Tuesday, May 25, 2010

Today in Architectural History, Ralph Waldo Emerson Sets Sail on the HMS Pinafore!


- Tomes, sweet tomes: how Rem Koolhaas re-engineered the architecture book: "The Dutch architect's practice OMA is so prolific with research that it's rumoured to produce a book a day. So what's behind this preoccupation with publishing? ... find out at the Guardian

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May 25, 1803: Ralph Waldo Emerson, American essayist and philosopher, was born. "Ralph Waldo Emerson was an American essayist, philosopher, and poet, best remembered for leading the Transcendentalist movement of the mid-19th century. His teachings directly influenced the growing New Thought movement of the mid-1800s. He was seen as a champion of individualism and a prescient critic of the countervailing pressures of society. Emerson gradually moved away from the religious and social beliefs of his contemporaries, formulating and expressing the philosophy of Transcendentalism in his 1836 essay, Nature. As a result of this ground-breaking work he gave a speech entitled The American Scholar in 1837, which Oliver Wendell Holmes, Sr. considered to be America's "Intellectual Declaration of Independence". Considered one of the great orators of the time, Emerson's enthusiasm and respect for his audience enraptured crowds. His support for abolitionism late in life created controversy, and at times he was subject to abuse from crowds while speaking on the topic. When asked to sum up his work, he said his central doctrine was "the infinitude of the private man."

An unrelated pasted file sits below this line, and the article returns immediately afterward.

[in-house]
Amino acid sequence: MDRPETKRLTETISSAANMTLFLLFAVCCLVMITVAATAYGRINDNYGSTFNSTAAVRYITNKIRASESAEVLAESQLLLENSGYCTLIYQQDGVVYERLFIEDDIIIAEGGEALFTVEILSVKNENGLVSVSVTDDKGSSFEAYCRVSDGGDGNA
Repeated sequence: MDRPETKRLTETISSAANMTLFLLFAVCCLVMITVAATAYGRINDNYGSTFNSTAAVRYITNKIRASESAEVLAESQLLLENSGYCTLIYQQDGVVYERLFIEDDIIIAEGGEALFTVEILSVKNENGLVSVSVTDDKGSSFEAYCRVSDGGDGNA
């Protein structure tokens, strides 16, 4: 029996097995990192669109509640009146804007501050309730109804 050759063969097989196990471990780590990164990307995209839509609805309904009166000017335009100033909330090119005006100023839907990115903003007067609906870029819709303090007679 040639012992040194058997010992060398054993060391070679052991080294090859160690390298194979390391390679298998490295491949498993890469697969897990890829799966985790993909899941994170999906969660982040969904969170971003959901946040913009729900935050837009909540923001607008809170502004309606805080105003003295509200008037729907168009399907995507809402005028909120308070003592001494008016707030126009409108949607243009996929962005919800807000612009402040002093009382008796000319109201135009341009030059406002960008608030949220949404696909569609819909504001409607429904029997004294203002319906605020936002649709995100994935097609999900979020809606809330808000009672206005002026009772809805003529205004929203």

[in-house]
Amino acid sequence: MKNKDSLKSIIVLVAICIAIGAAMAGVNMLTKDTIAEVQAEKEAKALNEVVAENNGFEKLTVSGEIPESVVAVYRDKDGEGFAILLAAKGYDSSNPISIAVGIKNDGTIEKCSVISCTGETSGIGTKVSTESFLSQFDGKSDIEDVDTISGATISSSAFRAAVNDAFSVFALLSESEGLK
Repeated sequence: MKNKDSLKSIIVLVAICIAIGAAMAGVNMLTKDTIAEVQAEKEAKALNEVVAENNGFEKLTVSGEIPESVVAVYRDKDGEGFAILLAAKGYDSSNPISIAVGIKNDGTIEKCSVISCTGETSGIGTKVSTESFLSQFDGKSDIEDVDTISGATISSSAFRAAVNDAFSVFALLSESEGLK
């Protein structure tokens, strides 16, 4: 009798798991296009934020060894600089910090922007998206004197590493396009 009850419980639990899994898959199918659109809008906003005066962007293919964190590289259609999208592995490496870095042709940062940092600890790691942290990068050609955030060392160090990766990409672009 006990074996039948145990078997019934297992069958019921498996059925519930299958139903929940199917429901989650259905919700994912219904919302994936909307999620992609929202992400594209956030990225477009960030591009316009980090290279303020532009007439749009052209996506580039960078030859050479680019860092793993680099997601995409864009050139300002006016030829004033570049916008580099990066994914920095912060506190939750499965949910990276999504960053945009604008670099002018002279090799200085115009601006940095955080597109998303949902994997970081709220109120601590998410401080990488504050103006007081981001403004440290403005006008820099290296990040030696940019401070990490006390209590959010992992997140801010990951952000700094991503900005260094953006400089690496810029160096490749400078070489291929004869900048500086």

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May 25, 1878: Gilbert and Sullivan's H.M.S. Pinafore opens at the Opera Comique in London. "Pinafore's extraordinary popularity in Britain, America and elsewhere was followed by the similar success of a series of Gilbert and Sullivan works, including The Pirates of Penzance and The Mikado. Their works, later known as the Savoy operas, dominated the musical stage on both sides of the Atlantic for more than a decade and continue to be performed today. The structure and style of these operas, particularly Pinafore, were much copied and contributed significantly to the development of modern musical theatre."

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“Two Centuries of English Silver Candlesticks, 1700-1900”
A catalog issued in New York by J. Mavec & Company, ltd. in 1986.

A silver dealer's catalog, which illustrates the development of the silver candlestick style from 1700 to 1900.Very nicely done, with the feel and look of a small museum exhibition catalog.


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